Quantifying Electron Mobilities in MOCVD-Grown 2D Materials via THz-TDS

Dr. Markus Stein1, Mr. Daniel Anders1, Mr. Michael Zengel2, Mr. Robin G√ľnkel3, Dr. Thilo Hepp3, Mr. Nils Langlotz3, Prof. Sangam Chatterjee1, Prof. Kerstin Volz3
1Justus-Liebig-University Giessen, Giessen, Germany. 2Justus-Liebig-University Giessen, Giessen, USA. 3Philipps-Universität Marburg, Marburg, Germany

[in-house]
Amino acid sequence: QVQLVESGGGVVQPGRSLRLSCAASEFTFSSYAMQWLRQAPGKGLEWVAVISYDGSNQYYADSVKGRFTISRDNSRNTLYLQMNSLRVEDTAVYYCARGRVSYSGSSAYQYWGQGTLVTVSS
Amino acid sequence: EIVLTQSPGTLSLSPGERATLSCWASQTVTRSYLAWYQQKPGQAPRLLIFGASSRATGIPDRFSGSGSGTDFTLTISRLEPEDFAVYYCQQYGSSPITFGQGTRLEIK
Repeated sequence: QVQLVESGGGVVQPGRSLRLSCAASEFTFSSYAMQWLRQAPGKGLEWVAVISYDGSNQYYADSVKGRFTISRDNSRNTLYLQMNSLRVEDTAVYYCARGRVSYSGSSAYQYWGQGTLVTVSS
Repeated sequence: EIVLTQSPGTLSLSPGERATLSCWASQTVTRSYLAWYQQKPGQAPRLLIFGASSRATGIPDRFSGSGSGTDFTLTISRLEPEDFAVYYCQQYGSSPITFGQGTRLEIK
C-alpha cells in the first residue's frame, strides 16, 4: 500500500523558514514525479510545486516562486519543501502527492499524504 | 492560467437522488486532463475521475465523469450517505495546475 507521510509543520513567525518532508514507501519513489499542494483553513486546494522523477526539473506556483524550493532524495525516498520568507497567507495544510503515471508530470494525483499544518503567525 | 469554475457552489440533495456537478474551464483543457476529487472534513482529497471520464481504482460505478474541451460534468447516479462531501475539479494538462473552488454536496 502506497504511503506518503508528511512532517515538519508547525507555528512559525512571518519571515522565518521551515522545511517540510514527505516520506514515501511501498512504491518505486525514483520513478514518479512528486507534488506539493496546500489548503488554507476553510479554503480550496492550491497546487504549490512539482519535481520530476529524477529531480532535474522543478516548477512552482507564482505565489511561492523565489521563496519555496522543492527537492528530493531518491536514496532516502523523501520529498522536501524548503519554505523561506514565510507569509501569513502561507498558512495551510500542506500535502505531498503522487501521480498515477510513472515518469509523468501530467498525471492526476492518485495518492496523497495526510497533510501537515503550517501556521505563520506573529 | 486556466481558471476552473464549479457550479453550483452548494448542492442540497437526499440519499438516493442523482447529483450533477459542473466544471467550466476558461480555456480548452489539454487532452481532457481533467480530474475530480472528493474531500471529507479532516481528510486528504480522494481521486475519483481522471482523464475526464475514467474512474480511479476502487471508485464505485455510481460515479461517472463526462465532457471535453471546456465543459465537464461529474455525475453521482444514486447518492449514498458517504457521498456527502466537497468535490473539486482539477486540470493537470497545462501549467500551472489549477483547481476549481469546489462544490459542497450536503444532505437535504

In the relentless quest for enhanced properties and reduced dimensionalities in optoelectronic and high-end electronic devices, 2D materials, specifically atomically thin semiconductors, emerge as highly promising candidates. However, a significant hurdle resides in achieving large-scale production of high-quality 2D materials to meet the scalability demands for technological applications. Typically, 2D materials are derived through top-down synthesis methods, such as mechanical exfoliation, which only produces small flakes on a micrometer scale. Bottom-up growth techniques like MOCVD may enable wafer-scale 2D flake growth scalable to large-scale production. However, achieving seamless growth of large, continuous layers without compromising the high quality associated with mechanical exfoliation poses a formidable challenge. This study introduces MOCVD-grown large-area 2D layers of InSe and GaS on a sapphire substrate. Bulk InSe, which, in contrast to the competing transition metal dichalcogenides, is known for its high mobility of 2400 cm2V-1s-1, addresses the widespread need for high mobility devices. Conversely, GaS, with its ultraviolet bandgap, holds promise for solar blind photodiodes and light-emitting diode applications. The electrical properties of MOCVD-grown thin-film InSe and GaS layers are non-invasively analyzed using THz-TDS. Remarkably, thin-film InSe exhibits ultrahigh mobilities surpassing those of bulk InSe. The analysis of different thicknesses reveals a comparable THz response as soon as a closed layer of InSe is present. This implies the observation of a two-dimensional conductivity that is unaffected by the thickness of the thin layer. In contrast, GaS shows a negligible THz response, attributed to low mobility or charge carrier density.